Best friends Nick Wright and John Ferguson shared a winner apiece as Point-To-Pointing beat the weather by staging an enjoyable Cambridge University United Hunts Club fixture at Cottenham on Sunday.
The meeting suffered a one-week postponement from its original date and then had to survive three inspections as, little more than ten miles down the road at Huntingdon, the National Hunt course’s biggest day of the year fell foul to the frost.
As is so often the case at this, the opening fixture of the East Anglian season, the early part of the six-race card was dominated by visitors from outside of the region – the third horse home in the opening race, Cuigny, had travelled all the way down from the snow-ravaged Scottish Borders, leaving home at 3.30am!
But pride was restored for the local contingent in the two closing Maiden Races as Stress gave his trainer,Wright, from Badlingham, near Newmarket, a dream first victory in the three-miler and then Bendecido, trained by Ferguson at nearby Cowlinge, took the two and a half mile equivalent.
Wright never managed a single triumph during an enthusiastic riding career so he was overjoyed when Stress, ridden with aplomb by Horseheath’s Michael Ennis – a recent recruit to the East Anglian weighing room – got the better of a great battle with the heavily-backed favourite, Aim For The Stars.
Afterwards an ecstatic Wright, surrounded by his wife Lucinda and sons Archie and Fergus, said: “It has always been my dream to train pointers so to win with my very first runner – I can’t believe it.” Very unusually for a Maiden race, Stress clocked the fastest time of the day.
Ferguson, who two hours earlier had seen his 21-year-old son, James, perform a rodeo act to survive a final fence blunder on third-placed Ballybough Jack on his debut ride in the Men’s Open, was the first to congratulate his great mate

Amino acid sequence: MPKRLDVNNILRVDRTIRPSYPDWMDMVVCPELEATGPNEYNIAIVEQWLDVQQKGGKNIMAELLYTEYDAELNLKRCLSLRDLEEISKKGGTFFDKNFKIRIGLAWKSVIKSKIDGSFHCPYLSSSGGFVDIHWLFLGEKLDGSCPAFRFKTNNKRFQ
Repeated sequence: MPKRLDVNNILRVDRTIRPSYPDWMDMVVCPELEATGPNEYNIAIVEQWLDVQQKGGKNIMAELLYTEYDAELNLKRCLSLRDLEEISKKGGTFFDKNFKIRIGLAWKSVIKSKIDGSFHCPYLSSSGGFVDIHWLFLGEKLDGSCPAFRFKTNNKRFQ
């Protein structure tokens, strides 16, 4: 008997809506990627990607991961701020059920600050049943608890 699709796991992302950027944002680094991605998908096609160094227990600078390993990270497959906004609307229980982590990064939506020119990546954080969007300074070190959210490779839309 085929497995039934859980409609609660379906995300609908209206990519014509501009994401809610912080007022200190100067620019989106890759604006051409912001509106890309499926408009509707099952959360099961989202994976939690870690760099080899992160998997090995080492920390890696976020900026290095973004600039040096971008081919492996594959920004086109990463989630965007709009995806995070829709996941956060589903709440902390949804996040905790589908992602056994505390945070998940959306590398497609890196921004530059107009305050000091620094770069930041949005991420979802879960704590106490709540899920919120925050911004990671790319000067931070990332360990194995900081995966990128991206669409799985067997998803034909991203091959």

And it was Ferguson’s turn 35 minutes later as Bendecido marked himself down as a young horse with a big future with a comprehensive five length success in the short Maiden.
Ferguson is better known in flat racing circles as the Bloodstock Adviser to Sheikh Mohammed, Crown Prince of Dubai. But this victory clearly gave him enormous pleasure, especially since Bendecido is the first horse to be owned by his mother, Margaret, from Ousden, who was on hand to pick up the trophy.
Earlier, there had been drama in the Men’s Open race when the hot favourite, Cedrus Libani, lost all chance when forfeiting 50 lengths at the start, leaving the second favourite, Start Royal, to take his Cottenham record to a perfect four from four as he sauntered home in front of Mount Benger. Cedrus Libani is trained near Hereford by Angela Rucker, who enjoyed much better fortune in the following Ladies’ Open. This time Rucker herself was in the saddle as Kicks For Free, a top quality performer under rules who cost £31,500 last May, oozed class in beating Big Moment and Inaro by ten lengths.
Freddie Mitchell, 16, from Epsom in Surrey, completed an amazing double in the PPORA Club Race as, just two weeks after winning on his first ride on the flat, at Lingfield Park, he perfomed precisely the same feat over fences. He made all the running aboard his father’s Stroom Bank and held off Posh Dude by four lengths.
Finally, Divine Intavention got the better of the biggest field of the day – 14 – as a display of fast, accurate jumping brought victory for Oxfordshire owner-trainer, Sue Wilson, in the Restricted Race.